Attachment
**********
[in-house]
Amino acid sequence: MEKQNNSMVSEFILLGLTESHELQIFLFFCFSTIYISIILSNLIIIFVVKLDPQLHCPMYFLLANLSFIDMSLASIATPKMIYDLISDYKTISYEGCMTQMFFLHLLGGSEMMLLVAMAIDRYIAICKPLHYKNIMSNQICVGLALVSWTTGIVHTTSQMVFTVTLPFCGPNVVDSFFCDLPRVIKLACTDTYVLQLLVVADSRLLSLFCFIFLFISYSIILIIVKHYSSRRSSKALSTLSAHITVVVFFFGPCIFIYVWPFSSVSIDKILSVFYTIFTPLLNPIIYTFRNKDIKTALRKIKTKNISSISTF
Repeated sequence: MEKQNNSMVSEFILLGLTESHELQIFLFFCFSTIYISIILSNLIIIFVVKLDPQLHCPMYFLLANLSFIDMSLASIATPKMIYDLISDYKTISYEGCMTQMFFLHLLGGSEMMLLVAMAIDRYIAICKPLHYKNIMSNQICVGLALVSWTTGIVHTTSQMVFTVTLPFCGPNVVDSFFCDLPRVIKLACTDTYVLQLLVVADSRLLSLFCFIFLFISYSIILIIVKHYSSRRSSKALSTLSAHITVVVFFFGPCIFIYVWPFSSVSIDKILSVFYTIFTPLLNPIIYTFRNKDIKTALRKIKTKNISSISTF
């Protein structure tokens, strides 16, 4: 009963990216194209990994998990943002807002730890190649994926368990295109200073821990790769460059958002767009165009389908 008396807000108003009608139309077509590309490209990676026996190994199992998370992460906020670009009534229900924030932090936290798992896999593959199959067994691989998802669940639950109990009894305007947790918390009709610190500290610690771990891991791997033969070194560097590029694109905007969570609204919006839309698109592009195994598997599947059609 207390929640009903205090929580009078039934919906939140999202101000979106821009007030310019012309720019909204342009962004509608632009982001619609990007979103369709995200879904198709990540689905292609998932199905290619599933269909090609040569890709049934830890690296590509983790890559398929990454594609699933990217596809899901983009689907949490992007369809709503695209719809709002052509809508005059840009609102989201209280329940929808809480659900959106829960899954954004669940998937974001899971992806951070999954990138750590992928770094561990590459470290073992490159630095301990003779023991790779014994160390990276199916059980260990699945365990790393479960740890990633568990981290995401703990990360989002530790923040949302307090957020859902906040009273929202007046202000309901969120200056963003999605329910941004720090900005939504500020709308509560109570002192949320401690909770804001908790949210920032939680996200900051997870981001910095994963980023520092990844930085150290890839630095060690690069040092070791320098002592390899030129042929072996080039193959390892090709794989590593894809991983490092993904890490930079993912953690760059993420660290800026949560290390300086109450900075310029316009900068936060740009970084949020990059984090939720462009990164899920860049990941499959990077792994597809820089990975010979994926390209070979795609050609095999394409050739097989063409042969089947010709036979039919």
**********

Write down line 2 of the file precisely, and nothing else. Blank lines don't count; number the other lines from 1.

Amino acid sequence: MEKQNNSMVSEFILLGLTESHELQIFLFFCFSTIYISIILSNLIIIFVVKLDPQLHCPMYFLLANLSFIDMSLASIATPKMIYDLISDYKTISYEGCMTQMFFLHLLGGSEMMLLVAMAIDRYIAICKPLHYKNIMSNQICVGLALVSWTTGIVHTTSQMVFTVTLPFCGPNVVDSFFCDLPRVIKLACTDTYVLQLLVVADSRLLSLFCFIFLFISYSIILIIVKHYSSRRSSKALSTLSAHITVVVFFFGPCIFIYVWPFSSVSIDKILSVFYTIFTPLLNPIIYTFRNKDIKTALRKIKTKNISSISTF